I did not expect to come across this. Not on a bright sunny day in the city of my birth, where my only goal was to explore Chicago’s elevated 606 biking and walking trail, and reacquaint myself with some of the city’s more colorful neighborhoods.
But I was naïve, maybe even in denial. The city of today is not the city I knew 50 years ago. Besides, I now live comfortably 160 miles to the south of the city in a small town of 5,000.
When I descended from the 606 into the Humboldt Park neighborhood I found myself in the “Tunnel of Blessings,” a memorial honoring 14 victims of gun violence. The victims were blessings to their families, and to those of us aged folks that depend on the vitality of youth to inject their energetic idealism into a world that desperately needs it. But the chill that I felt under the viaduct that moment made me want to rename it the “Tunnel of Sorrow.”
Three Children Killed
Ten-year-old Lena Marie Nuñez-Anaya was indeed a blessing to her family and her friends. On July 27, 2020, Lena was watching television with her brother at their grandmother’s home in the Logan Square neighborhood. She was killed when a stray bullet came through the window. Apparently, a group of guys were shooting at each other down the street.
Seven-year-old Heaven Sutton was shot and killed on the same June date in 2012 on Chicago’s West Side. She was playing in her yard when a Four Corners Hustlers’ gang member was trying to murder a rival gang member. The shooter was sentenced to 60 years in prison at Illinois taxpayers’ expense. At the sentencing, Heaven’s mother said to reporters, “I wanted life, I didn’t want 60 years. I’m doing life myself. … You kill a 7-year-old, a little girl, I rather wanted it to be spelled out. L-I-F-E.”
Aliyah Shell was a six-year-old sitting with her mother and two-year-old sister on her front porch in the Little Village neighborhood in March of 2012 when a couple of teens pulled up in a pickup truck, yelled out some Latin King’s gangster word salad, and opened fire. Her mother, Diana Aguilar, was combing Aliyah’s beautiful curly hair at the time. She said, “Their thing was to kill. To kill what? My 6-year-old? What did she do to you? What did she do to the world? What did she do to anybody, but smile? Be a good kid? Love school? Just love life? She doesn’t have that opportunity anymore, because they took it from her.”
Three children killed. Three kids of color whose time on this earth added up to a measly 23 years. They are irreplaceable blessings, and their lives should not be disappeared into the short-attention-span rhetoric among politicians that usually follows a fatal shooting.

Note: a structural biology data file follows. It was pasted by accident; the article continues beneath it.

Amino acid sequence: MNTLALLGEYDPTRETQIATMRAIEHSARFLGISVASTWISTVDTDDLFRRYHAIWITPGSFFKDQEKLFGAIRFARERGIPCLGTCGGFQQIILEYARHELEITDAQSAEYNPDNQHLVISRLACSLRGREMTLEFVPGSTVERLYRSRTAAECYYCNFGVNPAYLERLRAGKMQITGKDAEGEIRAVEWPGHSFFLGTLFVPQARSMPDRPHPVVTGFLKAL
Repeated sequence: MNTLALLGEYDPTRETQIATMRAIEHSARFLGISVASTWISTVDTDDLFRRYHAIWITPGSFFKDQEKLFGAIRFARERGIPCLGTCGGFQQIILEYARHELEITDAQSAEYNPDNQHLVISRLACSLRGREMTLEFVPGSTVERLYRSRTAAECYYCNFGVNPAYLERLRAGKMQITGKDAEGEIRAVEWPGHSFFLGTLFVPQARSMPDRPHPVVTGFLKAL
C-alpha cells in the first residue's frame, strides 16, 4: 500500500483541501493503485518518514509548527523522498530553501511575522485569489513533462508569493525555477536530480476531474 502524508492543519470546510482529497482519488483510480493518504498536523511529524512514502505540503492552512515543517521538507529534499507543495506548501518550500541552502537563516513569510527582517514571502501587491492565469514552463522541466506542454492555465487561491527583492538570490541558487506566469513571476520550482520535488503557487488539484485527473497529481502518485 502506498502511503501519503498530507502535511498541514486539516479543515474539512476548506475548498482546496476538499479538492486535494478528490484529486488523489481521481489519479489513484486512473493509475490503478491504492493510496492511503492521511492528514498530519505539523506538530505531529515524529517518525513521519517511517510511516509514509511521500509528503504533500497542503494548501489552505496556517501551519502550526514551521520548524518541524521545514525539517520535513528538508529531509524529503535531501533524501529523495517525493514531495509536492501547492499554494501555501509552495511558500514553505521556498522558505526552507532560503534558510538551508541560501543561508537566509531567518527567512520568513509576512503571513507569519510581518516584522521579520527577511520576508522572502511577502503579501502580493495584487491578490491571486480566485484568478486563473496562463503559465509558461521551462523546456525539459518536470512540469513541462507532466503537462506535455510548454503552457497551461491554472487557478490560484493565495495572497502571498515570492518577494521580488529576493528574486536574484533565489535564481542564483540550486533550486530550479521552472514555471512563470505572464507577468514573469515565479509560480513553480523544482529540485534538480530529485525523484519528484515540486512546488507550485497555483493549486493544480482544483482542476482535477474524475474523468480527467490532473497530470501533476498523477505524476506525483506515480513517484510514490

Child Shot Every Hour
Last week the Washington Post published a story that should give every American pause. The article stated that here in this overly gun-permissive nation, a child is shot each and every hour. Twenty-four hours in a day, 168 hours in a week, and approximately 672 hours in a month. Do the math and ask yourself if that is acceptable.
Apparently, to the majority of our Congress — who act as if their lives, not the lives of children, are in danger because blood money from the National Rifle Association will vanish if they pass sensible gun laws — a child sacrificed at the altar of the misinterpreted Second Amendment is the price we must pay.
“Many survive,” the Post article continued, “but many others do not. In the nation’s capital, nine children were killed in gun homicides last year. In Los Angeles, 11 were fatally shot. In Philadelphia: 36. In Chicago: 59. Those figures don’t include the hundreds of other kids who died in accidental shootings and by suicide.” Then there is the immeasurable ripple of grief through families, friends, and into a growing national cauldron of sadness.
Gun Violence in Chicago
In 2021, Chicago had another horrible year of gun deaths: according to the Chicago Police Department, 797 gunned down, 25 more than in 2020, and a number of gun deaths not witnessed in the city since 1996. However, the Cook County medical examiner’s office put that figure at 1,000 because, unlike the CPD, they include fatal shooting in self-defense and, no surprise, fatal shootings by their own officers.
The medical examiner’s office said that 80 percent of the victims were Black, and that “86 homicide deaths were under the age of 18; 12 were under the age of 10.” Gunshot victims totaled 4,300.
Despite tough gun laws in Chicago, weapons pour in from neighboring states like Indiana, which do not have those same stringent laws. Some 12,000 firearms were seized in 2021 by the CPD, an increase of 61 percent over 2020. Out of those 12,000 confiscated, 706 were assault weapons.
Therein lies the problem. Without uniform federal laws that can override politically-motivated lax state codes, the guns will continue to proliferate across state lines into our city’s neighborhoods.
What it also means is more precious young lives such as Lena, Heaven, and Aliyah will be senselessly snuffed out. Even when they are in the loving arms of their parents.
Is this what we feel we have the right to bear?
POSTSCRIPT: On Saturday, January 22, at approximately 2:45 in the afternoon, 8-year-old Melissa Ortega was shot in the head while walking with her mother in the Little Village neighborhood. She nor her mother were the intended target. Melissa was later pronounced dead.Disclaimer: The views and opinions expressed here are those of the author and do not necessarily reflect the editorial position of The Globe Post.